We don’t have to coax every last person out of their car. What we do need is the persistence of vision and political will to make vastly increased investments in public transit, walkable neighborhoods, and streets safe & fun for commuting by bike – for all classes of city and suburban dwellers, not just the affluent and middle classes. ‘Livability’ is a meaningless marketing term if we don’t ensure working class people thrive in a metropolitan life.

Already, though, we’re seeing progress.

Screen shot 2014-03-01 at 4.46.27 AM

Portland, OR began the trend in the 70’s by replacing a highway with a park. They also slayed a boondoggle called the Mt. Hood Freeway. Jane Jacobs stopped Robert Moses from slicing Manhattan in half. Freeways have been toppled in other American cities like San Francisco and New York. Even Detroit is considering tearing out I-375. And the above parking crater of doom outside Atlanta’s Turner Field may well return to something far less painful on the eyes.

While most of these projects unfortunately lead to spikes in real estate value, tearing out parking lots and tearing down freeways ultimately provides a net benefit so long as the surrounding residents have a majority say in the direction of repair.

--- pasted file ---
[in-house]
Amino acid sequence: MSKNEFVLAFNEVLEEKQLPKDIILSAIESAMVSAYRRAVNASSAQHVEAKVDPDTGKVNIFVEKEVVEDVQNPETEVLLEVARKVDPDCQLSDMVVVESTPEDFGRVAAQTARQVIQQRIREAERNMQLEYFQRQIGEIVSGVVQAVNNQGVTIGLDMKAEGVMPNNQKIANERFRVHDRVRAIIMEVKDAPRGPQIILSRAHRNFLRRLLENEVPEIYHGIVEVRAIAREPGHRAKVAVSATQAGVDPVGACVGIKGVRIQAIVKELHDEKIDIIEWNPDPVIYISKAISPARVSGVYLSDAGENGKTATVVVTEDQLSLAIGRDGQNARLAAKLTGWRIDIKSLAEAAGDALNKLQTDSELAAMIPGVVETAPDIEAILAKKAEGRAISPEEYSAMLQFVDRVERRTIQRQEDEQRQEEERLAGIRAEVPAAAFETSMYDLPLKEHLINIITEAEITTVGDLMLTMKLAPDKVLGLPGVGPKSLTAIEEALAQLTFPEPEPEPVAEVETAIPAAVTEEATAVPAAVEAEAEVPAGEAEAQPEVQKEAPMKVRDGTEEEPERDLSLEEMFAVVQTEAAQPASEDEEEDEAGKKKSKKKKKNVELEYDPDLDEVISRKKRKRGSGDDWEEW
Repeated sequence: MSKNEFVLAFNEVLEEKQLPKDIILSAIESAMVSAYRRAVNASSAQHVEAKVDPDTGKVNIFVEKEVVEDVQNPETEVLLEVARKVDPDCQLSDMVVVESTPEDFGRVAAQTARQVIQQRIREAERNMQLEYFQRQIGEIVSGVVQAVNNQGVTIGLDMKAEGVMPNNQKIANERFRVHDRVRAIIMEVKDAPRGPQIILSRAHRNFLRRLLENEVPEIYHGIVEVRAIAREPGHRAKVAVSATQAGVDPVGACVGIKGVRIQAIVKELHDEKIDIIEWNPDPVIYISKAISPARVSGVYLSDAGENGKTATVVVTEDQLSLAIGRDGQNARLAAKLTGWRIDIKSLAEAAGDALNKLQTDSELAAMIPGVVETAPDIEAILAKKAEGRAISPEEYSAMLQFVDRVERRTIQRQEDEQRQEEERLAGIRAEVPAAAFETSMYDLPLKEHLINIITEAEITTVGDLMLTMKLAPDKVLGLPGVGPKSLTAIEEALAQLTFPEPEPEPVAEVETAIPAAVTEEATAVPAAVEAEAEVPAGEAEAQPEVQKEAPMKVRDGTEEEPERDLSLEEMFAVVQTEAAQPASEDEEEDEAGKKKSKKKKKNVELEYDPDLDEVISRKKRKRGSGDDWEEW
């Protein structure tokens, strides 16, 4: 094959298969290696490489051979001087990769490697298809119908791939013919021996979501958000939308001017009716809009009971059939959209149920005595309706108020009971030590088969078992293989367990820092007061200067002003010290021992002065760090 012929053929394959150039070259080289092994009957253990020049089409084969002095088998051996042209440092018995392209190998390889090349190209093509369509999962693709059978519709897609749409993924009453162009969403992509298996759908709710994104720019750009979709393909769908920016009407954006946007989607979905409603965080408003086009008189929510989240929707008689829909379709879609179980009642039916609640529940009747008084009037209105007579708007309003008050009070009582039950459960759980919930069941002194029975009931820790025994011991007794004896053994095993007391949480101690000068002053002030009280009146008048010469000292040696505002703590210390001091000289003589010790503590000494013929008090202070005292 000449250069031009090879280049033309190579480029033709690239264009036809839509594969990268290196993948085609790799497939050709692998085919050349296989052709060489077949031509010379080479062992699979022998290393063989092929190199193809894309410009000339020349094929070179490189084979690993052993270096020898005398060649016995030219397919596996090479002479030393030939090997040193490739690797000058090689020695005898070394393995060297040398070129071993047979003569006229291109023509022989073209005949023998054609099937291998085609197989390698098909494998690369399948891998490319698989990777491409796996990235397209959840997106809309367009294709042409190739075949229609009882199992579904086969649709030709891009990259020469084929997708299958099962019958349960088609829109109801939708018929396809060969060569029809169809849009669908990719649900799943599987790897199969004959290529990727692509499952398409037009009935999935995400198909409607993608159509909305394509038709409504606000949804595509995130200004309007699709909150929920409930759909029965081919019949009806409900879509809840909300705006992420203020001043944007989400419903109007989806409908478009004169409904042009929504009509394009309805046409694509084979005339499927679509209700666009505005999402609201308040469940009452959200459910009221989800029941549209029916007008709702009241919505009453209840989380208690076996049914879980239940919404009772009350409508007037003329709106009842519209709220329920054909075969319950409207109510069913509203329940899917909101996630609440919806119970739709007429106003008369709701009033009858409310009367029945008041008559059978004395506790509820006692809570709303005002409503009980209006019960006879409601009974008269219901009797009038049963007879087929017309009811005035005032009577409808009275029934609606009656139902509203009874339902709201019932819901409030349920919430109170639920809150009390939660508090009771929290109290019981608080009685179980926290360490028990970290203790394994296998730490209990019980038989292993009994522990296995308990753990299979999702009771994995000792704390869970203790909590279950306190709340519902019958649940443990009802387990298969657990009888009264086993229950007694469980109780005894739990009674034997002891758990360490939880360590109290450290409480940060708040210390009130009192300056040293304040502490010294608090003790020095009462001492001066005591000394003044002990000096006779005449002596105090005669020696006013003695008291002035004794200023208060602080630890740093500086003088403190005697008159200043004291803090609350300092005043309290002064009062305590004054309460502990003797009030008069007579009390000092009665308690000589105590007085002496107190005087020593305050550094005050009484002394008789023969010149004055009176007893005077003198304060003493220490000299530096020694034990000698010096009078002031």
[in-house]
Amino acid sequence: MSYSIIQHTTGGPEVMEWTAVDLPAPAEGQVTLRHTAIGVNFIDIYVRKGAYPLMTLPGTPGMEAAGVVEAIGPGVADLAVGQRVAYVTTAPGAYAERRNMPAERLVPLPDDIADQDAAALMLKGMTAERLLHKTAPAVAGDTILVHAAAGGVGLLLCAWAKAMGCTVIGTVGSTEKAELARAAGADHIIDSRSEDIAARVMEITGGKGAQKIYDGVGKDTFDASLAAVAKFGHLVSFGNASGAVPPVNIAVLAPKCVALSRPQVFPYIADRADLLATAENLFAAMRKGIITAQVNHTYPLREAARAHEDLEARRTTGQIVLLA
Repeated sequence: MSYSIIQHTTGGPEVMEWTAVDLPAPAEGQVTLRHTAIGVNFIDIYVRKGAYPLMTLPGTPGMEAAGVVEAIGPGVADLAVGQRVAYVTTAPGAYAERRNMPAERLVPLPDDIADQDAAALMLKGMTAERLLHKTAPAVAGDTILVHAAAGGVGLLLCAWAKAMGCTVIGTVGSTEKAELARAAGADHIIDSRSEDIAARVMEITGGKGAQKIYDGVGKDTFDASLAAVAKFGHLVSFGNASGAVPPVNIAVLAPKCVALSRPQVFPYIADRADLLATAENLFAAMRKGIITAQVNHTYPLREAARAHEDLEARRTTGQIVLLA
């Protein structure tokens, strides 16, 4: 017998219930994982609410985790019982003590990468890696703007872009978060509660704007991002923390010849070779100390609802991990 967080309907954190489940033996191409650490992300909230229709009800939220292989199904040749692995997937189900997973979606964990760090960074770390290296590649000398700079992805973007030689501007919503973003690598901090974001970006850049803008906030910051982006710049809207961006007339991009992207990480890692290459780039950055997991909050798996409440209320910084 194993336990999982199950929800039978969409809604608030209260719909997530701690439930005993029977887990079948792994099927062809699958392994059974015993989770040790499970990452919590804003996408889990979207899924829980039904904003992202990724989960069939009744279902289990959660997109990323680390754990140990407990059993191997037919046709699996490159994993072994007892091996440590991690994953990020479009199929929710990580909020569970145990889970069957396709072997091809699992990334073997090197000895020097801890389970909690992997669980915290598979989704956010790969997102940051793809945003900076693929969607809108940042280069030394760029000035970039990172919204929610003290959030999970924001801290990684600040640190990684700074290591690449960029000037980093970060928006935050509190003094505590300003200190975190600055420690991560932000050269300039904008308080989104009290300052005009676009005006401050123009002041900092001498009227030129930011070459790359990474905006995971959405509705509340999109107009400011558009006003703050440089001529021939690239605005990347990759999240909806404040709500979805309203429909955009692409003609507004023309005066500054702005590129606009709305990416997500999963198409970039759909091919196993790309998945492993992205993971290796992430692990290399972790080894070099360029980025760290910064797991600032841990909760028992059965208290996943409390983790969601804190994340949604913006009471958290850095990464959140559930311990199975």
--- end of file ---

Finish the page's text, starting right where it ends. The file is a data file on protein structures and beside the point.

Enjoy the video below detailing Seoul, Korea’s own transformative freeway-to-public place conversion, narrated by the one and only Brad Pitt.

e2 – Seoul- The Stream of Consciousness

This is “e2 – Seoul- The Stream of Consciousness” by kontentreal on Vimeo, the home for high quality videos and the people who love them.


Thumbnail image: Portland, OR’s I-5 freeway construction and demolition of lower Albina.


  1. nice video at the end!

    It’s always to see inspiring ways we can free up space for places. That our environment is modifiable.

    It’s so crazy that we have devoted so much land to the automobile. Our massive road networks don’t pay taxes. It’s so nuts to see all that productive land to be swept up in this grandiose useless infrastructure.

    I love that Portland, Seoul have started on freeway removal. I think it’s about time we started having a paradigm shift on how we fund this infrastructure.

    It’s somewhat payed for in an indirect scheme (the gas tax), and massive influx of federal dollars provided by taxpayers and debt. We know that all this road space is incredibly expensive. We have the technology to effectively collect tolls to manage demand. We should start thinking about charging automobiles for the space that they use. We can use tolls, parking fees, etc. These sort of funding schemes are great in that they will also manage demand for these places.

    1. Good thoughts on funding, though it would seem as we transition away from cars that relying on them as a funding source is a catch-22. Why the Fed will fund capital investments but not operational costs for public transit is very telling about where our priorities are, (at least here in the US).

      With so many states legalizing marijuana here, maybe it’s time to start using ‘pot cash to fill potholes’ as it were.